2) providing an intercept coordinator in the gateway earth station with a target record of a first call intercept target from the master call intercept database;
3) confirming with a visitor location register in the gateway earth station, using the intercept coordinator, whether the call intercept target is currently registered in a respective network served by a respective gateway earth station;
4) entering an active target record of the call intercept target into a telephony intercept list in the gateway earth station, when the call intercept target is currently registered in the visitor location register, using the intercept coordinator;
5) selecting a target record of another call intercept target from the master call intercept database by the intercept coordinator;
6) providing a passive connection in the gateway earth station such that a voice or data call, made by or routed to a subscriber listed in the telephony intercept list, includes routing via the passive connection to a law enforcement monitoring facility; and
7) repeating said confirming step (3) through said passive connection providing step (6) until all records of the master call intercept database have been selected at least once.
8. The method according to claim 7, further comprising the step of removing from the telephony intercept list an active target record of a call intercept target not currently registered in the visitor location register.
9. The method according to claim 7, further comprising the step of receiving, one of periodically and aperiodically, a control signal from a subscriber in a vicinity of the gateway earth station and for updating said visitor location register by appropriately registering or removing an active subscriber record of the subscriber in the vicinity of the gateway earth station from the visitor location register.
10. The method according to claim 7, further comprising the step of polling, one of periodically and aperiodically, a subscriber in a vicinity of the gateway earth station and for updating said visitor location register by appropriately registering or removing an active subscriber record of the subscriber in the vicinity of the gateway earth station from the visitor location register.
11. An apparatus for providing a call interception capability in a communications system, said apparatus comprising:
(1) means for entering a target record of each of at least one call intercept target into a master call intercept database;
(2) means for providing an intercept coordinator with a target record of a first call intercept target from said master call intercept database;
(3) means for confirming with a visitor location register, using said intercept coordinator, whether the call intercept target is currently registered in a respective network served by said visitor location register;
(4) means for entering an active target record of the call intercept target into a telephony intercept list, if the call intercept target is currently registered in said visitor location register, using said intercept coordinator;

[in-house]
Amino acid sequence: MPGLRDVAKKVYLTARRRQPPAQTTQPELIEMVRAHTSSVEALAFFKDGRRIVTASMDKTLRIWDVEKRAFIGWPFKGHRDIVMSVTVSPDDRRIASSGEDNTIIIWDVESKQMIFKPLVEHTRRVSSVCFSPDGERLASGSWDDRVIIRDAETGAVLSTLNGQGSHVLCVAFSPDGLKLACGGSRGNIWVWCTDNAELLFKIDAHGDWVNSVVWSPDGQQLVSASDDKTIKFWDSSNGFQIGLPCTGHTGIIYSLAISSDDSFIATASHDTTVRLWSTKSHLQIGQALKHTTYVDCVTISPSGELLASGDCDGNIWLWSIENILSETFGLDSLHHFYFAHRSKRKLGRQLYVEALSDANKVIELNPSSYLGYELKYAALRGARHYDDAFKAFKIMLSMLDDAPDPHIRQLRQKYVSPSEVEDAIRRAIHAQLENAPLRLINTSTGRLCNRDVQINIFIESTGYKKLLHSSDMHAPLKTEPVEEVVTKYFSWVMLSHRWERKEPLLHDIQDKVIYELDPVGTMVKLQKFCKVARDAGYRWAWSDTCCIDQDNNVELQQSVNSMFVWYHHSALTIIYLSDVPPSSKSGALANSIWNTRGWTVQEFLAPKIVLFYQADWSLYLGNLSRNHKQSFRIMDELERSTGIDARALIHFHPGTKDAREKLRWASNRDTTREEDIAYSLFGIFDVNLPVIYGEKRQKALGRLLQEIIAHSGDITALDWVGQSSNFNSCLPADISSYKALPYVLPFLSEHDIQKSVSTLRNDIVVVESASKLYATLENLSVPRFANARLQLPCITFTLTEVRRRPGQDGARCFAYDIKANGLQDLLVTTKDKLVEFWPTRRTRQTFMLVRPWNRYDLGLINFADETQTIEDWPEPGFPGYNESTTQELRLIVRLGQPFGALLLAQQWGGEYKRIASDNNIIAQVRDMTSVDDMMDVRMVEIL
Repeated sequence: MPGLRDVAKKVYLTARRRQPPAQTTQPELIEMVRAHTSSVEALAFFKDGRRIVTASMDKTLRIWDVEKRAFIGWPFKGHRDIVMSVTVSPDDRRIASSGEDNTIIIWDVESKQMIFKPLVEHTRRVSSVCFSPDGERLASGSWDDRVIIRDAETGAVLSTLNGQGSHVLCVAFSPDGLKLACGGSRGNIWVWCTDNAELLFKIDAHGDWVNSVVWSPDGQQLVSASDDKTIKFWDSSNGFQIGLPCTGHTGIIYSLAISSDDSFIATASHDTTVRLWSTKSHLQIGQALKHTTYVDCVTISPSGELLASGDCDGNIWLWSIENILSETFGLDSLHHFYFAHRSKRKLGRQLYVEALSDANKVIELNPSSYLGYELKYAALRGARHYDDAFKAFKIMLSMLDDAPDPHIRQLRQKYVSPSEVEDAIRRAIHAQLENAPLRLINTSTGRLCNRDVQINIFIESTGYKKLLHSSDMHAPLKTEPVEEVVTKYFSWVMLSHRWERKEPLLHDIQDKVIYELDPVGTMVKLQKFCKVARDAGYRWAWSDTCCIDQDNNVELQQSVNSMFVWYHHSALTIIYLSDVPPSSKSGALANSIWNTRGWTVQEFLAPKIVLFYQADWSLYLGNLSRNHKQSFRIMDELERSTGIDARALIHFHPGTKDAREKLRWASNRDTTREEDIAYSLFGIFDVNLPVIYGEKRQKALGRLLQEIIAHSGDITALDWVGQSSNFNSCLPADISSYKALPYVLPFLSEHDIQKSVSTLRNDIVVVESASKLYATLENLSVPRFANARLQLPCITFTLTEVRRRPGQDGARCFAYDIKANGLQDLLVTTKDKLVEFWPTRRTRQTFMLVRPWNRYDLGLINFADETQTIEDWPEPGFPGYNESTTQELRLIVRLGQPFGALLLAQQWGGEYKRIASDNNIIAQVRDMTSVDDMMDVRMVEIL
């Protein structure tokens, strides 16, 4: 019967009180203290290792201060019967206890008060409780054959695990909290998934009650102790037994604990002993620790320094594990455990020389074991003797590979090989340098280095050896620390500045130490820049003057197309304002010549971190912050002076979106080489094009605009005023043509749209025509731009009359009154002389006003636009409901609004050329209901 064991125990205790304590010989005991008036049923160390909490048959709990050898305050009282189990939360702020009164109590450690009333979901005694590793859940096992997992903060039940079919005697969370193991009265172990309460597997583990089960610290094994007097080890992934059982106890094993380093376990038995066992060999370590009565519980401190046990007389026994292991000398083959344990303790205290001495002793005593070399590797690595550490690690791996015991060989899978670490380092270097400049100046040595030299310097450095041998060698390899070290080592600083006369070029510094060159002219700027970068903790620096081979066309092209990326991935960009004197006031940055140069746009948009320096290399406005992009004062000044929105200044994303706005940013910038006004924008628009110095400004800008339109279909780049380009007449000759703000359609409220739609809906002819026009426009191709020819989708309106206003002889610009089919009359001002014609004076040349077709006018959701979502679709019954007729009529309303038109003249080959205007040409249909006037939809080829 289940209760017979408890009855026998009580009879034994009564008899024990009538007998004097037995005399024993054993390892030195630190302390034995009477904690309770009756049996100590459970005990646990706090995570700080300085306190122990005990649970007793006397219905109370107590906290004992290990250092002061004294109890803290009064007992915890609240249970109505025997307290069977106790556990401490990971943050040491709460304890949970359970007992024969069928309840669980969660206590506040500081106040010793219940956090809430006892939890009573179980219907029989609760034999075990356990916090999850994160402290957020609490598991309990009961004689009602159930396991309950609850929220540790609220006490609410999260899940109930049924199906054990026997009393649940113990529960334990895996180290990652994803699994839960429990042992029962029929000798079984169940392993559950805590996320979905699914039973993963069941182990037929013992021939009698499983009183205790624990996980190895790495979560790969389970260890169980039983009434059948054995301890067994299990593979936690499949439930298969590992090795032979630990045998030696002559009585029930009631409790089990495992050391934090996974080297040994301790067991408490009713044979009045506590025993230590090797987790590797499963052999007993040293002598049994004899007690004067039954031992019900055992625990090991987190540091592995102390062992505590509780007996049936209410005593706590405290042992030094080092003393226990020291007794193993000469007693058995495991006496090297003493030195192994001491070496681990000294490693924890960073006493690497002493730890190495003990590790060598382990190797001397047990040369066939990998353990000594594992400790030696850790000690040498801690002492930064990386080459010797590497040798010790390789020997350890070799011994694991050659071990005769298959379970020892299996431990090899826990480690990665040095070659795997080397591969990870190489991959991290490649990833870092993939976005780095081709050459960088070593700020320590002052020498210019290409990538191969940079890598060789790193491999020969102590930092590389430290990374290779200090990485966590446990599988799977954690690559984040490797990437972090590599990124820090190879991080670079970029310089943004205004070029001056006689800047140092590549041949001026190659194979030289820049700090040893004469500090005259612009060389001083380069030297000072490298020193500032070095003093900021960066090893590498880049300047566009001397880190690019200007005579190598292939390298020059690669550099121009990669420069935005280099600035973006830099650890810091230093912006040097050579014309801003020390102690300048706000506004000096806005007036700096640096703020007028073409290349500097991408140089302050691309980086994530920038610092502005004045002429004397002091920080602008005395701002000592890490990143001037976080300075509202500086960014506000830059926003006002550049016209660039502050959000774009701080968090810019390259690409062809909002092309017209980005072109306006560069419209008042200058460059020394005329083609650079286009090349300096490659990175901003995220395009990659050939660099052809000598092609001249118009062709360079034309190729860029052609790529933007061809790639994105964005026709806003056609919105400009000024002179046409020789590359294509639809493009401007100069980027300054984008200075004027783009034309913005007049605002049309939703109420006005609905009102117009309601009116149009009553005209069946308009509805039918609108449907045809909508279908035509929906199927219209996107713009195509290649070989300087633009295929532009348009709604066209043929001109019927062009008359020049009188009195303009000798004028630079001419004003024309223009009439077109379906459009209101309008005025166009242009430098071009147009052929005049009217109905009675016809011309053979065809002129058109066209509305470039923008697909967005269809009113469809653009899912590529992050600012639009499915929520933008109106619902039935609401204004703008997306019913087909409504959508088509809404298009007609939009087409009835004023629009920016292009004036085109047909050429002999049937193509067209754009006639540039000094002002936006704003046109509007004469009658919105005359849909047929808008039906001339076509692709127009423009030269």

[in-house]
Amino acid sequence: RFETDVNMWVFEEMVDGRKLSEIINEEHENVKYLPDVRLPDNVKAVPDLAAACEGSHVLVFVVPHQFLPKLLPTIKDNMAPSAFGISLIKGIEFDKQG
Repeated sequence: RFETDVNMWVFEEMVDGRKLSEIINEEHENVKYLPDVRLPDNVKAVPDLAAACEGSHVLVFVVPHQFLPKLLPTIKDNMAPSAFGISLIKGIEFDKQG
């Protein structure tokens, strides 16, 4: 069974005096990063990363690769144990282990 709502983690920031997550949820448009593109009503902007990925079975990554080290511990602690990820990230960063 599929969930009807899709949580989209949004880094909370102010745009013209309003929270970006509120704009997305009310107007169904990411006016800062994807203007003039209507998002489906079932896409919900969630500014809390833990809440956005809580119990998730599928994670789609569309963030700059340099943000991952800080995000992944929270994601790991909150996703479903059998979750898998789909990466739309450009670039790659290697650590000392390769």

(5) means for selecting a target record of another call intercept target from the master call intercept database;
(6) means for providing a passive connection to a call intercept monitoring facility such that a voice or data call made by or routed to a registered, targeted subscriber includes routing via the passive connection to the monitoring facility;
(7) means for repeatedly using said confirming means (3) through said passive connection providing means (6) until all records of said master call intercept database have been selected at least once.
12. The apparatus according to claim 11, further comprising means for removing from the telephony intercept list an active target record of a call intercept target not currently registered in said visitor location register.
13. The apparatus according to claim 11, further comprising means for receiving, one of periodically and aperiodically, a control signal from a subscriber in a vicinity of said visitor location register and for updating said visitor location register by appropriately registering or removing an active subscriber record of the subscriber in the vicinity of said visitor location register from the visitor location register.
14. The apparatus according to claim 11, further comprising means for polling, one of periodically and aperiodically, a subscriber in a vicinity of said visitor location register and for updating said visitor location register by appropriately registering or removing an active subscriber record of the subscriber in the vicinity of said visitor location register from the visitor location register.
15. In a communications system including a visitor location register storing active subscriber records of subscribers currently registered within a serviceable vicinity and a master call intercept database storing target records of subscribers of the communications system targeted for call interception, an apparatus for providing a call intercept capability, comprising:
an active call intercept list database storing active target records of registered subscribers targeted for call interception; and
an intercept coordinator responsively connected to said active call intercept list database, comparing the target records in the master call intercept database against the active subscriber records in said visitor location register, and adding an active target record of a targeted subscriber to said active call intercept list when said visitor location register includes an active subscriber record of the targeted subscriber.